“Narrated Abu Huraira: Allah’s Apostle said, “Both in this world and in the Hereafter, I am the nearest of all people to Jesus, son of Mary. Prophets are paternal brothers; their mothers are different, but their religion is one.” (Bukhari, Book #55, Hadith #652) And: “Prophets are brothers in faith, having different mothers. Their religion however; is one“. (Muslim, Book #030, Hadith #5836)
Religious pluralism as the will of God is very different from religious, moral or cultural relativism. Relativism teaches that all values and standards are subjective, and therefore there is no higher spiritual authority available for setting ethical standards or making moral judgements.
Thus, issues of justice, truth or human rights are, like beauty, just in the eye of the beholder. Most people, especially those who believe that One God created all of us, refuse to believe that ethics and human rights are simply a matter of taste. Religious pluralism as the will of God is the opposite of cultural or philosophical relativism.
The fundamental idea supporting religious pluralism is that religious people need to embrace humility in many areas of religion. All religions have always taught a traditional anti self centered personal egoism type of humility. Religious pluralism also opposes a religious, philosophical, and self righteous intellectual egoism that promotes a tendency to turn our legitimate love for our own prophet and Divine revelation into universal truths that we fully understand and know how to apply.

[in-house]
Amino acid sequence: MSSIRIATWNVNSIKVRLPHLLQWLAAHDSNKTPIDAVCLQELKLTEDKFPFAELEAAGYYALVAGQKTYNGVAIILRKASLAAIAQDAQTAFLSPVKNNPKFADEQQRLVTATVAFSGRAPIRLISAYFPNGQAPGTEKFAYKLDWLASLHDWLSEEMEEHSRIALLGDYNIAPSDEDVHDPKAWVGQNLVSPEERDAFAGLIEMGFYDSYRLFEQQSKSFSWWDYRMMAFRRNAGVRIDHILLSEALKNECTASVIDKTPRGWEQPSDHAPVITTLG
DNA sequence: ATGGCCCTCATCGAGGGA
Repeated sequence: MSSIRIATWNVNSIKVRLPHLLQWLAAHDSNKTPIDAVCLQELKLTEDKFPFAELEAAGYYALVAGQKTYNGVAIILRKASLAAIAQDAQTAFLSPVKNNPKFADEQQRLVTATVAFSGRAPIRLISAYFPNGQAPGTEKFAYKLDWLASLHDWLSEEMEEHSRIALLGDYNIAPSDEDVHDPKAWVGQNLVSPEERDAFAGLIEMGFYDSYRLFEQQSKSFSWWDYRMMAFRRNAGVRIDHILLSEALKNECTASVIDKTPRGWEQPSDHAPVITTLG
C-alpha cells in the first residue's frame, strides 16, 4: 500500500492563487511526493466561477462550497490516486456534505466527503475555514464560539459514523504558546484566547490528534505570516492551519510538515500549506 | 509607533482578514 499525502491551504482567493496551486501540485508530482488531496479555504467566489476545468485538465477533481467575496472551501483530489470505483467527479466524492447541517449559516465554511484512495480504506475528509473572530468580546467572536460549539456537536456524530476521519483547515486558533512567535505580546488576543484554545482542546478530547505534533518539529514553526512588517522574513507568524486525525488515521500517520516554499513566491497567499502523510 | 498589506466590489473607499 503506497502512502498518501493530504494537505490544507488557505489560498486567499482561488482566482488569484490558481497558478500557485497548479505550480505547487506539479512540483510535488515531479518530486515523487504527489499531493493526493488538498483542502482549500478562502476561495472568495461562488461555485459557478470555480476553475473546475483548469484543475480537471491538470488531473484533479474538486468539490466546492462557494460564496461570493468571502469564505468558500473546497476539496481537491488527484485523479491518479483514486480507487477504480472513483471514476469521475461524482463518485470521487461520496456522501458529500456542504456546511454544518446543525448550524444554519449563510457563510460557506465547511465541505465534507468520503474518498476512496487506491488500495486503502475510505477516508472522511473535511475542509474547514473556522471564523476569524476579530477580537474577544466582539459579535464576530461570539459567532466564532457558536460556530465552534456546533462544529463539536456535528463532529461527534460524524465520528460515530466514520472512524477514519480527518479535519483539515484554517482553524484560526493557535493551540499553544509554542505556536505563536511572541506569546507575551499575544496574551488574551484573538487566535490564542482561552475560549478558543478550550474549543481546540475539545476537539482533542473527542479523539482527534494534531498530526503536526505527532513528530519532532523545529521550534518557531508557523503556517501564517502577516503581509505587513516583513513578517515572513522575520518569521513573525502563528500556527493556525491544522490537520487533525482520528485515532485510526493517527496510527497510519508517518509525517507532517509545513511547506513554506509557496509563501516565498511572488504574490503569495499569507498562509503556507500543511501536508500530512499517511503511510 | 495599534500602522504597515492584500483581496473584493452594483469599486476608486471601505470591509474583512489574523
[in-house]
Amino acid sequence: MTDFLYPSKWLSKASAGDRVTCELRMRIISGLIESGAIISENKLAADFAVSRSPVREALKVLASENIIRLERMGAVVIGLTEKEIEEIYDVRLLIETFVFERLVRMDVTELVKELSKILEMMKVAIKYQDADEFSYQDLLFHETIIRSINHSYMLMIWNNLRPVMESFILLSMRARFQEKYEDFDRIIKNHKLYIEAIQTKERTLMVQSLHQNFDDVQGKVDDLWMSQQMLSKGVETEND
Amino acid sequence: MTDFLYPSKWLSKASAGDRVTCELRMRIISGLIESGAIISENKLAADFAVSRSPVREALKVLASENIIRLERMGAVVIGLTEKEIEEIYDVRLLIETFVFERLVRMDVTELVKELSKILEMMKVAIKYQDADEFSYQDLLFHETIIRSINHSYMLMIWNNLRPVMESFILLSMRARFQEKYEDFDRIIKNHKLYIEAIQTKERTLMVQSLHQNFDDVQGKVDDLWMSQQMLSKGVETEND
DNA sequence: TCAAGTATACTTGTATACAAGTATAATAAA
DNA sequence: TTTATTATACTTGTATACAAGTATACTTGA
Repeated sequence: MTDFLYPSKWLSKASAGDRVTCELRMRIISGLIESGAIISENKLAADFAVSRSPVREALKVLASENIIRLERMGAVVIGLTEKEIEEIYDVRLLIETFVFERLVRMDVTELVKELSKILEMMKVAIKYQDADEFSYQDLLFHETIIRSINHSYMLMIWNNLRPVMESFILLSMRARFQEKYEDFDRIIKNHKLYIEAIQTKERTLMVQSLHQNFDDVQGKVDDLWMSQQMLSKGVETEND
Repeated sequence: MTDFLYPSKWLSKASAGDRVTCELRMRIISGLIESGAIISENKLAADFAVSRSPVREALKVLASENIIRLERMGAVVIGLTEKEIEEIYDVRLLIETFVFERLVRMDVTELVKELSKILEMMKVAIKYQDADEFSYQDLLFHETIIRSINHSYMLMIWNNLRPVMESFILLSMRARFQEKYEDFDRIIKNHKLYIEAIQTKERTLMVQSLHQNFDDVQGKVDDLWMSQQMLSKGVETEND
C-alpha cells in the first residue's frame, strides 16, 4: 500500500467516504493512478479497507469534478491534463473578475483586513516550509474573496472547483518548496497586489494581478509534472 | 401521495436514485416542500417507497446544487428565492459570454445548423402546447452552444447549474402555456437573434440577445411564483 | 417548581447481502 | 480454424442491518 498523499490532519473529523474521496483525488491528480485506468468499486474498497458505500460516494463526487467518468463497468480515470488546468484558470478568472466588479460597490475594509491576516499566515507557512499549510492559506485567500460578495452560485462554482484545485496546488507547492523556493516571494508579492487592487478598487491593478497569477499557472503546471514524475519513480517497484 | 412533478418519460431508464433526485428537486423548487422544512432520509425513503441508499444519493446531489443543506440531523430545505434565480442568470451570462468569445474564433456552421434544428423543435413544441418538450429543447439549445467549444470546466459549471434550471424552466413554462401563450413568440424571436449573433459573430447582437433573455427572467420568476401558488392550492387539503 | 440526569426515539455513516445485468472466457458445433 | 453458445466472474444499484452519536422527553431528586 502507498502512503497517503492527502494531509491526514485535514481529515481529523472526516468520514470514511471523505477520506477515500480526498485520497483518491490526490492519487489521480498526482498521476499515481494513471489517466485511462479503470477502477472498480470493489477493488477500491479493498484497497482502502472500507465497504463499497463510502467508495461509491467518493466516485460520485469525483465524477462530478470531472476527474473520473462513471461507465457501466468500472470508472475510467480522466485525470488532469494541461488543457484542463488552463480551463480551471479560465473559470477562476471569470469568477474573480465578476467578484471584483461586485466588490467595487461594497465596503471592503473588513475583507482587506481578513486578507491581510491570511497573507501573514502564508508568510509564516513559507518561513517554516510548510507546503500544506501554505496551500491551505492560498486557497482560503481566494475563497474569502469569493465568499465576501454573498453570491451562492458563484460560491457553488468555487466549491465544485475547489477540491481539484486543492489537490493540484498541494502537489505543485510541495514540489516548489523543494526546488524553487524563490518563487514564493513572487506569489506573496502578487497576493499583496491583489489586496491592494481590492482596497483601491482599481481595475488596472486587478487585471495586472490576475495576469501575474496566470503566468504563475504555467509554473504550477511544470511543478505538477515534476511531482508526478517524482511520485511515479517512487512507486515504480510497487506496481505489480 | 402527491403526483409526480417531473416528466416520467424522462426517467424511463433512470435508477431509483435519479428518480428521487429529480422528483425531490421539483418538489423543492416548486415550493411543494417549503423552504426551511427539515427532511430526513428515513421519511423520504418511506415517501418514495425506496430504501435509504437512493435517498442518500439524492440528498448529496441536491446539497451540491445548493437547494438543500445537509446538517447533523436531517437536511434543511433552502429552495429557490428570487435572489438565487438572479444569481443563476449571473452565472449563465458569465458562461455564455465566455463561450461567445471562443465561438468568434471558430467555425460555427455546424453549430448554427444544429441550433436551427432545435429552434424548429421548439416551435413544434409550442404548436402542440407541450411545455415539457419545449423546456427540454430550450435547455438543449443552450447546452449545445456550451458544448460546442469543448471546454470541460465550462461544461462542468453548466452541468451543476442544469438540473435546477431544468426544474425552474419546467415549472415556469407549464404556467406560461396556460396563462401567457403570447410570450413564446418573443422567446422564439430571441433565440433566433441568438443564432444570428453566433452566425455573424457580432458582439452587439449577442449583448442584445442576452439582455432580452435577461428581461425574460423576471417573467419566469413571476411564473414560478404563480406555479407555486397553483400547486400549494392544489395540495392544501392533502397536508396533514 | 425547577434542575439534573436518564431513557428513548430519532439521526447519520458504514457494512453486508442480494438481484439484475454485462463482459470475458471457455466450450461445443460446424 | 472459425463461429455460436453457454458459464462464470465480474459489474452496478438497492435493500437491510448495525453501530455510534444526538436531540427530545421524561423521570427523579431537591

Religious pluralism teaches that finite humans, even the most intelligent and pious of them, can not fully understand everything the way the infinite One does. This is true, for every human being, even for God’s messengers themselves. When prophet Moses.“who God spoke with face to face, as a person speaks with a friend” (Exodus 33:11) asks to see God face to face, he is told, “You cannot see My face, for no man can see My face and live.” (33:20)
Similarly, in the Qur’an prophet Jesus admits to God, “You know everything that is within myself, whereas I do not know what is within Yourself”. (7:116) In the New testament when prophet Jesus is asked, in private, by his disciples, “What will be the sign for your coming (back) and the end of the age?” (Matthew 24:3)